Our tutorial on warranty costs discussed the situation where a business makes a sale to a customer and includes in the product purchase price a standard warranty, which allows the customer to have the product repaired or replaced if it is found to be defective within a certain period of time.
In addition to the standard warranty, businesses often sell a separate extended warranty for an additional fee allowing the customer to have the product repaired or replaced if for example, it is found to be damaged or defective after the original standard warranty has expired. In essence, the customer has purchased a separate insurance policy for the product.
As the extended warranty is for a period of time in the future, revenue from the sale is initially unearned and is therefore deferred and recognized over the period covered by the extended warranty.
In accordance with the matching principle as the revenue is deferred no costs are accrued at the inception of the extended warranty agreement. (This is in contrast to the standard warranty given as part of the purchase price of the product where the revenue is not deferred and the contingent liability for warranty costs is immediately recognized and matched to the revenue).
Extended Warranty Accounting Treatment
Suppose a business sells an extended warranty with a term of four years for an additional fee of 80. In this example, the extended warranty does not become active until the standard warranty has expired in a years time. The fee is not yet earned as the services are to be provided over the four year period which starts in one years time, and the extended warranty fee is entered into the accounting records of the business with the following accounting journal.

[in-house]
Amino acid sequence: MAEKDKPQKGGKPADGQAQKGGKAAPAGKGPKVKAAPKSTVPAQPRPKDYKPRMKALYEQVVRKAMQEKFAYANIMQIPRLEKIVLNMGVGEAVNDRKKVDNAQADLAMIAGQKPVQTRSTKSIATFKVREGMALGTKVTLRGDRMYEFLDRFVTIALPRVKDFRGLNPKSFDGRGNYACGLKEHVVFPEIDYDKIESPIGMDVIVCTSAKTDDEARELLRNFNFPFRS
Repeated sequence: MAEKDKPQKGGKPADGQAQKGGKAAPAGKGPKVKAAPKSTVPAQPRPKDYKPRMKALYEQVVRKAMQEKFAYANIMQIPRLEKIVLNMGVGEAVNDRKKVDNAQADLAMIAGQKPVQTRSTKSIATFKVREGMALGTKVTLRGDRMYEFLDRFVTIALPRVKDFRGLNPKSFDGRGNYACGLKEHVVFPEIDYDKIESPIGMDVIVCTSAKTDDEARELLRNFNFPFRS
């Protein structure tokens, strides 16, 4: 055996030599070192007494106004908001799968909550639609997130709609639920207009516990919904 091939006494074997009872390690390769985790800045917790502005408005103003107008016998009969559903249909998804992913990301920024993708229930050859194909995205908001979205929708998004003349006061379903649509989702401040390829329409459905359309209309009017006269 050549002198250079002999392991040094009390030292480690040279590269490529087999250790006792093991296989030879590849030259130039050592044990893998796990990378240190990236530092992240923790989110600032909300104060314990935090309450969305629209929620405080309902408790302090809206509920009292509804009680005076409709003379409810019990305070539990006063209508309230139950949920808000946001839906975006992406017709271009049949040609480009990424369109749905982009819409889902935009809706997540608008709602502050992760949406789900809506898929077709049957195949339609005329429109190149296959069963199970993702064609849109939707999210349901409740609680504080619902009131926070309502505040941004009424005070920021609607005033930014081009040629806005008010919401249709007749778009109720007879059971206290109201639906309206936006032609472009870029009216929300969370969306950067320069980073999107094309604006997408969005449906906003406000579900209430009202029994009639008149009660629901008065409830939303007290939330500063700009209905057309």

The balance on the unearned revenue account is a liability of the business, as it has an obligation to provide services to a customer at some future date over the term of the extended warranty agreement.
Extended Warranty Revenue Recognition
When the standard warranty expires (one year after the product sale), the extended warranty becomes active for a term of four years. At the end of each of those years one quarter of the fee revenue (20) can be treated as earned, and the following double entry bookkeeping journal is entered:
|Extended warranty fees||20|
Extended Warranty Costs
Each year warranty costs to repair and replace defective and damaged products will be incurred and, as the revenue has now been recognized, the warranty costs need to be matched to the revenue earned and shown as expenses in the income statement.
Suppose in the above example warranty costs of 16 has been incurred during the first year of the extended warranty term, then the bookkeeping journal to record this entry is as follows:
About the Author
Chartered accountant Michael Brown is the founder and CEO of Double Entry Bookkeeping. He has worked as an accountant and consultant for more than 25 years and has built financial models for all types of industries. He has been the CFO or controller of both small and medium sized companies and has run small businesses of his own. He has been a manager and an auditor with Deloitte, a big 4 accountancy firm, and holds a degree from Loughborough University.